Folk Illustrations on Your iPad in Procreate + Free Paper Texture & Folk Art Brushes for Procreate | Liz Kohler Brown | Skillshare

Folk Illustrations on Your iPad in Procreate + Free Paper Texture & Folk Art Brushes for Procreate

Liz Kohler Brown, artist | designer | teacher | author

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13 Lessons (1h 40m)
    • 1. Folk Illustrations on Your iPad in Procreate

      2:30
    • 2. Downloads and Resources

      2:57
    • 3. Create an Inspiration Board

      10:54
    • 4. Setting Up Your Canvas

      10:17
    • 5. Layout and Sketching

      6:18
    • 6. Inking Your Sketch

      7:37
    • 7. Adding Fills

      5:06
    • 8. Detail and Color Versions

      9:16
    • 9. Creating a Design Area

      6:11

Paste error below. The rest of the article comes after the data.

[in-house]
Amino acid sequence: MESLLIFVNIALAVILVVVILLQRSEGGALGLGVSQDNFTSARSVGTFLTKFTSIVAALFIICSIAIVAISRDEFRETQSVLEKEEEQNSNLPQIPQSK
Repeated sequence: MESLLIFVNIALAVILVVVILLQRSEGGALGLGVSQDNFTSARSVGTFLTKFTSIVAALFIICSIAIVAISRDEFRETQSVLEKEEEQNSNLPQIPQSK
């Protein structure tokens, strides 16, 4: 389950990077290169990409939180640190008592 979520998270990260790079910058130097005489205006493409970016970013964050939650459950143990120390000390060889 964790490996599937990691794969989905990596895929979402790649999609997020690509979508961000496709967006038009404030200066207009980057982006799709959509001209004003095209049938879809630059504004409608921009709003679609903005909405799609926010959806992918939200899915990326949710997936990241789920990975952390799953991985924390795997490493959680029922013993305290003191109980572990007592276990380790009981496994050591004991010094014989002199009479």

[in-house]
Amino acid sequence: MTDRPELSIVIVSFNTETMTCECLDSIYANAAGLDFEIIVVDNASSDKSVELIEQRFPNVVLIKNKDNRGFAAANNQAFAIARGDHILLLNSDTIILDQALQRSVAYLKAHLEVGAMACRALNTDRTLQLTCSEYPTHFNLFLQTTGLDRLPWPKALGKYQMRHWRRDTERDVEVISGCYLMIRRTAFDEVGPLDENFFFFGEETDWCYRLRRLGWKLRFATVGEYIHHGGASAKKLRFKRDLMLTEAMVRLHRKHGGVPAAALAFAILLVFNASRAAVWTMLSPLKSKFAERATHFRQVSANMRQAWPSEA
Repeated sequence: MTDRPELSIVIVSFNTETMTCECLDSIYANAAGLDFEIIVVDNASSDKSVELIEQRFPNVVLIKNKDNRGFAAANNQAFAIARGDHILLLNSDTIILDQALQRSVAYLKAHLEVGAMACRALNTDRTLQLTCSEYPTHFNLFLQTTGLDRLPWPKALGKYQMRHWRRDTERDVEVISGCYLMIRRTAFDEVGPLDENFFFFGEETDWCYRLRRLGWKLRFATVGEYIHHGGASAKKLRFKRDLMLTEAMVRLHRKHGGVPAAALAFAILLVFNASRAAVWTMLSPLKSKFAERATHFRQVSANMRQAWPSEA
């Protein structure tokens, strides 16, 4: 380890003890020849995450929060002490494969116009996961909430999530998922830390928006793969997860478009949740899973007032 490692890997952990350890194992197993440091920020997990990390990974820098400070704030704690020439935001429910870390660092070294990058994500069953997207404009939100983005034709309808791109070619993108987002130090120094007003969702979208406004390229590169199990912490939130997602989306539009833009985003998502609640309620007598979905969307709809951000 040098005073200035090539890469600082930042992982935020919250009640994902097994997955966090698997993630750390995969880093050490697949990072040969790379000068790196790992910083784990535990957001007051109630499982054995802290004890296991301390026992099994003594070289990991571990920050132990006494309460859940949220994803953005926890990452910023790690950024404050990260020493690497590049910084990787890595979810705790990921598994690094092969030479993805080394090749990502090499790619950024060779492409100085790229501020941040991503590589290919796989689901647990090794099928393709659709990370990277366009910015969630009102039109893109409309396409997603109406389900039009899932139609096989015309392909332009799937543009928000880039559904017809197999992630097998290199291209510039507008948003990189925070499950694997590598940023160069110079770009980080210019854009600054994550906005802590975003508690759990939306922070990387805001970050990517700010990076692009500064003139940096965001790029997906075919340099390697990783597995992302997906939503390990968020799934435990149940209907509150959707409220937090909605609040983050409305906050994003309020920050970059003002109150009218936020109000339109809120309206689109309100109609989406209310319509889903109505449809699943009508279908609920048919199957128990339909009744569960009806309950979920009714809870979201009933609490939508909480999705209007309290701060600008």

• 10. Creating Shapes and Patterns

      11:44
    • 11. Filling Space and Adding Color

      8:31
    • 12. Creating Your Collage Pieces

      10:03
    • 13. Assembling and Coloring

      8:39
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About This Class

In this class, you'll learn three different ways to create modern folk style illustrations on your iPad in Procreate.

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When you watch the class you’ll get all of the brushes and stamps I use to create my folk illustrations including 8 paper texture brushes, 19 bird and botanical sketch stamps, and 13 folk art illustration stamps.

I’ll also share with you the folk art style font I created, so you can incorporate some text that fits the style we’ll be using in the class into your designs.

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First we’ll create a detailed symmetrical line drawing combining animals and plants with bold color.  I’ll show you some tricks for creating a realistic paper background, and we’ll cover several ways to recolor your illustration to create multiple color versions.